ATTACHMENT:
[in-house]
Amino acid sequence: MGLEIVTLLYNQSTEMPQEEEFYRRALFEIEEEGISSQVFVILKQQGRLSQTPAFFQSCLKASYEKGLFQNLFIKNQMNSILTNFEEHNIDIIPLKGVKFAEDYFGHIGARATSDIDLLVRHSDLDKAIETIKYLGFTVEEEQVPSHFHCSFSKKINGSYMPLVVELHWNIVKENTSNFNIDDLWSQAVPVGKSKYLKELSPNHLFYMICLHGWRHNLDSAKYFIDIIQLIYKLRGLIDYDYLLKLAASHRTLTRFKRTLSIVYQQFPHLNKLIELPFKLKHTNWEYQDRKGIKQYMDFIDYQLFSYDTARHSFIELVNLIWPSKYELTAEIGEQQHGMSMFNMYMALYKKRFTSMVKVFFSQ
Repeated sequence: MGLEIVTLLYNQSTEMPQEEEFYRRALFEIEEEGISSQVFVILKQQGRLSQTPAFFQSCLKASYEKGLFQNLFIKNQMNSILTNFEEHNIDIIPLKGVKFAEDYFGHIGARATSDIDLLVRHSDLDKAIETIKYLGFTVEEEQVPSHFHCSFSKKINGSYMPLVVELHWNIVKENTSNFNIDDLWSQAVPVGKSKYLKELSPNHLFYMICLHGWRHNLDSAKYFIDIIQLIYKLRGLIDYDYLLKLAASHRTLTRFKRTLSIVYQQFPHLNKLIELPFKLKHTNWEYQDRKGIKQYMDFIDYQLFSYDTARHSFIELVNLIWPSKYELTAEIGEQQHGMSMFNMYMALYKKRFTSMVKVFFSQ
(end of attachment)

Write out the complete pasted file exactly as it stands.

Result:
[in-house]
Amino acid sequence: MGLEIVTLLYNQSTEMPQEEEFYRRALFEIEEEGISSQVFVILKQQGRLSQTPAFFQSCLKASYEKGLFQNLFIKNQMNSILTNFEEHNIDIIPLKGVKFAEDYFGHIGARATSDIDLLVRHSDLDKAIETIKYLGFTVEEEQVPSHFHCSFSKKINGSYMPLVVELHWNIVKENTSNFNIDDLWSQAVPVGKSKYLKELSPNHLFYMICLHGWRHNLDSAKYFIDIIQLIYKLRGLIDYDYLLKLAASHRTLTRFKRTLSIVYQQFPHLNKLIELPFKLKHTNWEYQDRKGIKQYMDFIDYQLFSYDTARHSFIELVNLIWPSKYELTAEIGEQQHGMSMFNMYMALYKKRFTSMVKVFFSQ
Repeated sequence: MGLEIVTLLYNQSTEMPQEEEFYRRALFEIEEEGISSQVFVILKQQGRLSQTPAFFQSCLKASYEKGLFQNLFIKNQMNSILTNFEEHNIDIIPLKGVKFAEDYFGHIGARATSDIDLLVRHSDLDKAIETIKYLGFTVEEEQVPSHFHCSFSKKINGSYMPLVVELHWNIVKENTSNFNIDDLWSQAVPVGKSKYLKELSPNHLFYMICLHGWRHNLDSAKYFIDIIQLIYKLRGLIDYDYLLKLAASHRTLTRFKRTLSIVYQQFPHLNKLIELPFKLKHTNWEYQDRKGIKQYMDFIDYQLFSYDTARHSFIELVNLIWPSKYELTAEIGEQQHGMSMFNMYMALYKKRFTSMVKVFFSQ